In life, you collect experiences, and most of mine include the church, offering a different perspective than someone who does not have a row of pews as the backdrop to the majority of their childhood memories. I learned early on what it meant to be a ‘Woman of God’ or a ‘Man of God’, and I definitely knew that they weren’t the same. I was exposed early on to the concept that God expected different things out of the genders, to cross the gender line was a dangerous, defiant thing. Men of God were leaders, strong, confidant, they had good articulation for scripture reading, and they knew the perfect angle at which to cross their hands while taking the ‘Lord’s Supper Pose” (hands gracefully crossed in front of you). Women of God were quiet, fashionable (but not overly so), calm, wrote notes to the sick, and most importantly: made tasty things for pot lucks. When I was a young child I remember imagining myself as an adult woman, in the kitchen of our church’s fellowship room helping prep the dishes for the pot luck…I idealized it. When I grew a bit older, got a little bit louder and voiced my opinion more, I still respected and upheld that image of what it meant to be a good woman, but it no longer fit.
Once I got old enough to participate in the gender separated Bible classes (which I was convinced were primarily about sex, masturbation or menstrual cycles), I was highly disappointed to learn that I was sorely wrong. While some of the gender defined classes dealt with physiological issues, mostly it was about being how to be a good person of your gender for God. Even as a teenager, I knew this was poppycock (synonym for bullshit, brought to you by @annmariesayshi via twitter). I didn’t get why we would spend hours talking about how women CAN’T do this or that, but we can cook, support, and love. In college, while trying to be the best that I could, I would spend hours at a time studying the gentile, quiet spirit and trying to figure out what that meant, much less the Proverbs 31 woman.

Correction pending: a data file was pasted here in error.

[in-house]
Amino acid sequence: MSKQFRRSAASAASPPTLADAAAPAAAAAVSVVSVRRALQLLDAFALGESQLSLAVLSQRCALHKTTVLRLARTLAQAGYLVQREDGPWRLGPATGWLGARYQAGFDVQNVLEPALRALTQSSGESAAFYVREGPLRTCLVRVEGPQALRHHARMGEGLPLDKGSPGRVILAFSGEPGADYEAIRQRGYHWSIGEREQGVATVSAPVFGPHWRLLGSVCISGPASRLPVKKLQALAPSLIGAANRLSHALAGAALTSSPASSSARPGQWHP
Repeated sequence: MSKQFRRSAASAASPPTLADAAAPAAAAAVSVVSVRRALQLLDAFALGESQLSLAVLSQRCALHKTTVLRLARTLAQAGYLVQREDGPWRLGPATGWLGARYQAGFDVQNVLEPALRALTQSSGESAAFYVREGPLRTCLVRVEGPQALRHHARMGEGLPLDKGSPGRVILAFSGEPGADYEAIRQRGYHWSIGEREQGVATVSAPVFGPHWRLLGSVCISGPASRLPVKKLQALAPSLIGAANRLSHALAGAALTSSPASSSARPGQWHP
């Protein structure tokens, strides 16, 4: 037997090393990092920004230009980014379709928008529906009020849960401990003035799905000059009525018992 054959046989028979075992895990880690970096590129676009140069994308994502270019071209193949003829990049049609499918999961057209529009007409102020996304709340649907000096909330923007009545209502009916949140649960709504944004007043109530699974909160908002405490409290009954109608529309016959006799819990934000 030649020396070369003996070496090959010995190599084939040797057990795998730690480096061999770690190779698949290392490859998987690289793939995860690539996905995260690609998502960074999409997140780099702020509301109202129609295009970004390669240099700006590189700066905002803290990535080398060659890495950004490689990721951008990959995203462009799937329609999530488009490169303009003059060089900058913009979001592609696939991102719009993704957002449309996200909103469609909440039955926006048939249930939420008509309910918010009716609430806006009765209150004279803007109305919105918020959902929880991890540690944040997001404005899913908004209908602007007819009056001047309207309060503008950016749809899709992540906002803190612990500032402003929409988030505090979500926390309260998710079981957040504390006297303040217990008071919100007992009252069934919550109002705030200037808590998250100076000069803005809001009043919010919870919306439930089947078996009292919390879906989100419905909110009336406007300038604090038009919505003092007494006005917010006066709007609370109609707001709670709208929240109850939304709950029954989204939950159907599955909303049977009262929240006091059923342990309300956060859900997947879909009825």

Even with all of that I never really felt oppressed. I felt valued and upheld, but also felt like I was being held at arm’s length, boxed in by my gender. This might be why I am slightly misogynistic now.
I still respect women, perhaps more than ever. Subconsciously though, when I initially hear of a woman producing good, creative ideas and leading with confidence I doubt that it’s true. There is an inherent insincerity to the phrase ‘separate, but equal’, it doesn’t matter if you are talking of race, sexuality, or gender…it’s invalid. Surrounding the people who you have the most influence on, your children, friends, and family with the message of ‘I value you, but I don’t respect you’ can only bring a toxic mindset.
My concern with this narrative that is still being used today, despite our culture, has multiple layers. It is going to individually affect each man and woman who hears that narrative repeatedly as I did; hopefully the shift to post-modernism in religion will help offset some of the negative consequences. Also, those people have to function normally in society. (Aside: If you have kids, I don’t know how you don’t panic thinking about whether or not you are helping shape productive citizens, because you are setting their behavior up for their adult lives.) It also hurts a little to know that people who I love and respect more than anything doubt their place and natural talents for leading. Worse than that, there are those who think it’s a Hell inducing act for a woman to speak in front of a man about Biblical things, that’s always a harmful thing, but when people think that you are going to hell, it tends to cut a little deeper. I’m working on reversing this, but it’s taking a lot of conscious effort: reversing my guttural reaction, my easily presuming nature, and the guilt that comes with trying to unlearn a ‘moral’ behavior.